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Category Archives: Collections & Conservation

Behind the Scenes with the Collections and Conservation Summer Student

Post by Kim Cielos, Collections and Conservation Assistant – Young Canada Works Summer Student  It has been an exciting summer as the Collections and Conservation Assistant summer student at the Manitoba Museum.   This is not my first job in a museum; previously I had summer positions at the Transcona Museum as a Collections and Research Assistant and at the Winnipeg Art Gallery as a Collection Inventory Assistant. This is however, the first time I have had the chance to undertake conservation-related duties.  I work closely with Cindy Colford and Carolyn Sirett who are two amazing people that guided me throughout the summer teaching me about conservation work. Perhaps it’s destiny,…

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Conserving a Legend: The Bison Head Mount

Post by Carolyn Sirett, Conservator Legacies of Confederation: A New Look at Manitoba History, tells many inspiring stories and is supported by several amazing artifacts and specimens. Most visitors to the Museum do not get to see what happens behind-the-scenes in order to prepare our artifacts and specimens for display. Research is compiled, design and layouts are created, condition reports are completed, mounts are built, and in some cases, conservation treatments are performed in order to ensure the safe display of the Museum’s collections. A significant specimen in the Legacies exhibition is the bison head mount seen in the Discovery Room. Prior to the installation and opening of this exhibition,…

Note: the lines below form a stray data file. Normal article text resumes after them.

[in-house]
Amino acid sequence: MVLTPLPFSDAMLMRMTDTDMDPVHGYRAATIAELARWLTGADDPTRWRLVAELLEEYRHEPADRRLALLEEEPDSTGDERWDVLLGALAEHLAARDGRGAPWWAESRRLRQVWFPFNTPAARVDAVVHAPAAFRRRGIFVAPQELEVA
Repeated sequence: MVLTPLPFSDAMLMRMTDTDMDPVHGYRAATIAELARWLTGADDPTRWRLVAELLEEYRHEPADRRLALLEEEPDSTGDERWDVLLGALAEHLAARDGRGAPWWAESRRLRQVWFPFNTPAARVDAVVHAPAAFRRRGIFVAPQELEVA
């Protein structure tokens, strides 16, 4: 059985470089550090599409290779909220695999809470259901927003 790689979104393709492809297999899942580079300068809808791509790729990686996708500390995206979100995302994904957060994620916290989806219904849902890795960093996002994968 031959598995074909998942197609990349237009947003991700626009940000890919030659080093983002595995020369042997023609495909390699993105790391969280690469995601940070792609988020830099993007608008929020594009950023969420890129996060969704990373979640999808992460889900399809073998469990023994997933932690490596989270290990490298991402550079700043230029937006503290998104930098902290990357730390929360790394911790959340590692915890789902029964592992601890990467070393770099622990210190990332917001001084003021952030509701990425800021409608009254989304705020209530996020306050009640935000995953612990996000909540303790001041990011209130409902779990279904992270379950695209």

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Cataloguing Bird Skins

Post by Karen Sereda, Collections Registration Associate (Natural History) Where do all the dead animals come from? This is a common question we get at the Museum. People sometimes think that Museum staff regularly go out and kill birds and other animals for displays. This is not the case. Birds for example, sometimes accidentally fly into windows and die. We call these “window strikes”. If someone noticed at the time, they may go and pick the dead bird up, put it in a bag and freeze it. At a later date, that person might bring the bird to the Museum. If the Curator of Zoology, Dr. Randy Mooi, accepts the…

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Red Cross Quilt Returns Home

Post by Nancy Anderson, Collections Management Associate (Human History) When the weather turns cold many of us pull out handcrafted quilts and afghans. The comfort they bring often goes beyond the mere physical and can make us feel as if the people that created them are enveloping us in a warm and loving hug. Recently, a very special quilt was donated to the Manitoba Museum. One of thousands sent overseas by the Canadian Red Cross during the Second World War to provide warmth and comfort, it has now returned home to Manitoba nearly 75 years later.     The story of the quilt begins in Steep Rock, Manitoba where local…

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Twas the week before Christmas

Post by Cortney Pachet, Collections Registration Associate (Human History)   Twas the week before Christmas and all through the museum, Artifacts wondered if visitors would see ‘em. Some historical treasures sat smug on display, While other objects remained hidden away. These ornaments once hung on old Christmas trees, Some dating as far back as the 1920s! With the curator in his office and I snug in mine, I catalogued objects from way back in time. When deep in the vault, exploring I go, Finding boxes of Christmas lights from long, long ago. Quick to the shelf, with nitrile gloved paw, I admire the condition, in a reverent awe. The box…

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Ladies and Gentlemen…..The Beetles!